Port of Doraleh, Djibouti, one of the key points in the Red Sea Arena. (Photo/Evan Schneider/UN/Flickr).

As Geopolitical Interest In The Red Sea Grows, Lessons From Other Maritime Hotspots Will Be Key To Its Stability

Concerns about Red Sea security are high right now due in part to Yemens civil war.


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A soldier in France's Barkhane operation in Mali. (Photo/Fred Marie/Flickr).

Africa’s Insecurity Is Leading To A Growing Foreign Military Presence: Time To Ring The Alarm Bells?

There are just too many foreign military actors on the continent busy executing their own agendas.


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Overlooking the Red Sea: After prevaricating for some time, Eritrea, which until then had good relations with Qatar, fell into line with the Saudis and broke ties with Qatar. (Photo/ Flickr/ Andrea Moroni)

Uncertainty Across The Red Sea: Qatar’s Conflict With Its Neighbours Sets The Horn Of Africa On Edge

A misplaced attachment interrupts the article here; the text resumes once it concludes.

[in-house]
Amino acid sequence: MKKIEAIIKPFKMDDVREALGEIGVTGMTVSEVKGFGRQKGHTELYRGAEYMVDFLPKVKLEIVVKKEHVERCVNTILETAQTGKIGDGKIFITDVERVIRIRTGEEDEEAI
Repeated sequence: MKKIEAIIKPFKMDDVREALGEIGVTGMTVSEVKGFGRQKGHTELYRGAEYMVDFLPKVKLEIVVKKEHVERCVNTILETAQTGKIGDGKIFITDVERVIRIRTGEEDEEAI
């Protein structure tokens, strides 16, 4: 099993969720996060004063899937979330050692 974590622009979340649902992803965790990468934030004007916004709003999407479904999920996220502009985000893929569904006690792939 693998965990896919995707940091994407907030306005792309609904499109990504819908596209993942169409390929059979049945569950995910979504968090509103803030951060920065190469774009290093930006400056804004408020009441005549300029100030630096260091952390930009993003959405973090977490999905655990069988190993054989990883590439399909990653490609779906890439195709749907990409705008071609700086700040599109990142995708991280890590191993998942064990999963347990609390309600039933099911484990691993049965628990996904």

Qatar had been a generous donor to Eritrea. UAE and Saudi Arabia have been using the Eritrean port of Assab in their war against the Houthi rebels in Yemen. The recent upheavals appear to have fallen well for Ethiopia


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US Marines conducting a mass casualty exercise at the U.S. Embassy in Djibouti City, Djibouti. (Photo/ Flickr/ Staff Sgt. Samuel Roger)

Rivalry In Horn Of Africa: As Superpower Armies Set Up Shop In Tiny Djibouti, Saudi Arabia Too Comes Knocking

Djibouti at the confluence of three major geopolitical interests: shifting power plays in the Indian Ocean rim featuring Saudi Arabia, China and Iran, a US whose naval dominance is now challenged, and a rising Ethiopia